Alcohol. Drugs. Sex. Gambling. Gaming. Working. Eating. Buying. Stealing. Anything we do is a potential addiction. Pain is as addictive as pleasure, hunger no less than satiety. In Japan, says Shukan Josei (Jan 28), 20 million people, one-sixth the population, are actually or potentially dangerously “dependent” on something – a thing, a pursuit, a state of mind.
Dependency itself, says psychiatrist Toshihiko Matsumoto, is not necessarily bad. We depend on food, clothing, shelter and air. If a thing gives us pleasure – sex, a drink, a cup of coffee – its temporary absence may cause us more frustration than our reason tells us it’s worth. That’s nothing. Where it becomes a problem is when, in Matsumoto’s words, it “hijacks the brain” – makes normal life impossible. Then we may be in trouble.
When it leads to crime, we’re in even more trouble. Then the question arises: to punish or to treat? Japan lags some distance behind the West in evolving away from punishment towards more clinical solutions. Slowly but surely, however, it’s getting there, Shukan Josei finds – too late, unfortunately, for some people.
“Sakura” (a pseudonym) has spent 22 of her 57 years in prison. She’s there now. The reader’s first thought is that she must have done terrible things. Beyond question she is a chronic offender. Her crime? Compulsive shoplifting – kleptomania. It’s more common than most people know. The Justice Ministry counts 48,800 convicted criminals aged 65 and over. Seventy percent of them are thieves, 90 percent of the thieves women. That’s just a partial total. The number of younger thieves is not given.
Sakura began young. Her father had committed suicide, her mother lived on welfare. Stealing was all the poor girl knew. She stole, was caught, stole again, was caught again. The third time she was classified as a “habitual offender” and imprisoned. Released, she stole again. Her second jail term was longer, her third longer still. She’s now serving her eighth imprisonment. Some public agency or private NPO should have taken hold – and care – of her at some point, but she is one of more than a few who seem to slip through the cracks in the nation’s far-from-airtight social safety network.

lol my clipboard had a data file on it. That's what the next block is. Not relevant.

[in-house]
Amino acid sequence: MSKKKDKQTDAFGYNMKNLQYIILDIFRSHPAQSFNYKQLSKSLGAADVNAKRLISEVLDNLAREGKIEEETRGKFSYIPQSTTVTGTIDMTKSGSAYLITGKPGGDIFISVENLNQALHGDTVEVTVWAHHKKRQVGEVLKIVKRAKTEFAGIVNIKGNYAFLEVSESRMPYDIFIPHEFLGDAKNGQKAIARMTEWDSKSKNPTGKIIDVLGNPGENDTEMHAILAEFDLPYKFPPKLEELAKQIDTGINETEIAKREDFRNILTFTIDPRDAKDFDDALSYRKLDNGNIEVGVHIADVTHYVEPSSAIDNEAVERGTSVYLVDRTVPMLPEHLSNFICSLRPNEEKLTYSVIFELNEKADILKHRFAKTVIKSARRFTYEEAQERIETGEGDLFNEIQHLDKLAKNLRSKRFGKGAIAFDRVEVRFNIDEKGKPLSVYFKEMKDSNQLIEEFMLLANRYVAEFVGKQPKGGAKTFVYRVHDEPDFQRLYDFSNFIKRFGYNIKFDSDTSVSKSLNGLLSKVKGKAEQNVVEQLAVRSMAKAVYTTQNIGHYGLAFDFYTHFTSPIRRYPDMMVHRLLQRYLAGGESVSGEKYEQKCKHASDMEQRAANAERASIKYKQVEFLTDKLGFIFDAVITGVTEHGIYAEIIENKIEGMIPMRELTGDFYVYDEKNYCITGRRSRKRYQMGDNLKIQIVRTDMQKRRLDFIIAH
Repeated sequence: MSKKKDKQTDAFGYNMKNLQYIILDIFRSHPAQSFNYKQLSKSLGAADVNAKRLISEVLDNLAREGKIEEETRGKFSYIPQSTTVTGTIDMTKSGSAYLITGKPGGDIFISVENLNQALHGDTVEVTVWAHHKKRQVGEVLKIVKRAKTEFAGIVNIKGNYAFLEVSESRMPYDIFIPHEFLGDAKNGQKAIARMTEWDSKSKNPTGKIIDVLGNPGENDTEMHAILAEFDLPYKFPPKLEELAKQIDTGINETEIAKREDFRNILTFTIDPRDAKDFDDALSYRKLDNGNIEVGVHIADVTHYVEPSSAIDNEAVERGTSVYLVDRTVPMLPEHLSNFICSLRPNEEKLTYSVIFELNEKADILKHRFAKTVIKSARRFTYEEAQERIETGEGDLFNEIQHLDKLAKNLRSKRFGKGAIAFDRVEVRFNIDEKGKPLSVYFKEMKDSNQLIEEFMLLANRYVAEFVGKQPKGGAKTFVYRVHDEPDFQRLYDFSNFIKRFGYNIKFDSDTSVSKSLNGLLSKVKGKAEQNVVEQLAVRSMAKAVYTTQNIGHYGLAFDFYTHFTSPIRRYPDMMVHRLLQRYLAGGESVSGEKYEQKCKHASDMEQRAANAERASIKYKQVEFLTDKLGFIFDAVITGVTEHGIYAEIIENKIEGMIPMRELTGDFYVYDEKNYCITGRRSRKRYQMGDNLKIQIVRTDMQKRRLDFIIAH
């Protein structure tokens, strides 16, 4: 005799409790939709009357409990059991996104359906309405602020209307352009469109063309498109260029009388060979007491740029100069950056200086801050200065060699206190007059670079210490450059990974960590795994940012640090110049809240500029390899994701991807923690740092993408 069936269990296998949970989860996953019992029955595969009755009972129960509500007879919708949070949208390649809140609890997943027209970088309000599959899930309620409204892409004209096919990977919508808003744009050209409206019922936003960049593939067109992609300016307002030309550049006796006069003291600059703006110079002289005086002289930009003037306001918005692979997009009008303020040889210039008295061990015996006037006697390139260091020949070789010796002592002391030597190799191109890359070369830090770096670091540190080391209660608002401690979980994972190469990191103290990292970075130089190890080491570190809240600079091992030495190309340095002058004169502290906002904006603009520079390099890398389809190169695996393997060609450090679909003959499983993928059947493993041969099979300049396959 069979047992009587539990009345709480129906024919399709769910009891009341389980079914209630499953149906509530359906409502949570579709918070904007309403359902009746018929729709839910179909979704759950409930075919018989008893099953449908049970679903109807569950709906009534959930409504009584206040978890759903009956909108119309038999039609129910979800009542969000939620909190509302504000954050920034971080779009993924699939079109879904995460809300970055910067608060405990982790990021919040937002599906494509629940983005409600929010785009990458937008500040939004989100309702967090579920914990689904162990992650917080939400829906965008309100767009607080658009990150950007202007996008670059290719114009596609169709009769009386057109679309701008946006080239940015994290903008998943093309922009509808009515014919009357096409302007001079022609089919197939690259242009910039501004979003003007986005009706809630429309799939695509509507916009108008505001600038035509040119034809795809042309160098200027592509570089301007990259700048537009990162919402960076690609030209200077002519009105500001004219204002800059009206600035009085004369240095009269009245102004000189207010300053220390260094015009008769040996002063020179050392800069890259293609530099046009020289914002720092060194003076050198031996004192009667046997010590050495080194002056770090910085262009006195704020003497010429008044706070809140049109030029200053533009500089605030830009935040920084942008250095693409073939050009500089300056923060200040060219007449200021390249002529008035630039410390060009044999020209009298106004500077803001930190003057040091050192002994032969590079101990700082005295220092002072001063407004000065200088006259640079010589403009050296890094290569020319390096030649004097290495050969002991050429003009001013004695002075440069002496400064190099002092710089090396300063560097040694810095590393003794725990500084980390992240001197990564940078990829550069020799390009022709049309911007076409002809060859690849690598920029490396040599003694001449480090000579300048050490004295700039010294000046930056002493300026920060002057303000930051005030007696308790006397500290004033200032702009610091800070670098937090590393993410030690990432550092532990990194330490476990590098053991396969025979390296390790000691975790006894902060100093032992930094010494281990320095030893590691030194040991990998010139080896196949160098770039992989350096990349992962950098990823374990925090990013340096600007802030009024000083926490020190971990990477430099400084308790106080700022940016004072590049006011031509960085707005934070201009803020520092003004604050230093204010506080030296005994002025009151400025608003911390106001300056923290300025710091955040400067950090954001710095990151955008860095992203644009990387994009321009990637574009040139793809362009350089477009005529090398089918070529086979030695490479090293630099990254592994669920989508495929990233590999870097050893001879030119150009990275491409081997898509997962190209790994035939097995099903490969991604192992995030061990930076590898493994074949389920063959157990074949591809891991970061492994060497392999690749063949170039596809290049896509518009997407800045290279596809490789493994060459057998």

The harsh online reaction to the arrests on drug charges last November of three show business personalities, most famously actress Erika Sawajiri, was that it basically served them right. Addicts are “weak-willed,” “spiritless.” It’s not that simple, Shukan Josei shows.
There’s a lot of pain gnawing beneath Japan’s business-as-usual surface. Some people are dealt very bad hands at birth. Others take a wrong turn somewhere, or something happens to them, or they do something to themselves unmindful of future costs. There is “Reiko,” for instance – a 40-year-old woman whose soft feminine charm the magazine’s reporter finds hard to reconcile with addiction, but her addictions are multiple: alcohol, pachinko, sex, even hunger.
She grew up in a home with a father weighed down by debt. He was a loving family man, however, and did his best. He loved his daughter. She loved him. She was 13 when her parents separated. The light went out of her life. Life with a single mother was rough. It was worse when the mother remarried: “I felt betrayed.” She graduated from junior college and got a job in a medical office. She sought love on the streets, but found only sex. She dieted to slim down to please – and discovered hunger pangs as a kind of stimulant.
Eager to settle down, she married a man old enough to be her father. He was a drug addict who promised to quit. When she reminded him of his promise, he beat her. She fled, finding solace in pachinko. She won, got hooked; lost, got more hooked, drank to forget – and was lucky: someone steered her to a group therapy clinic before her life’s savings ran out altogether. It’s doing her good. The struggle goes on. “The sadness deep inside me isn’t gone,” she says, “but I’m learning to live with it.”© Japan Today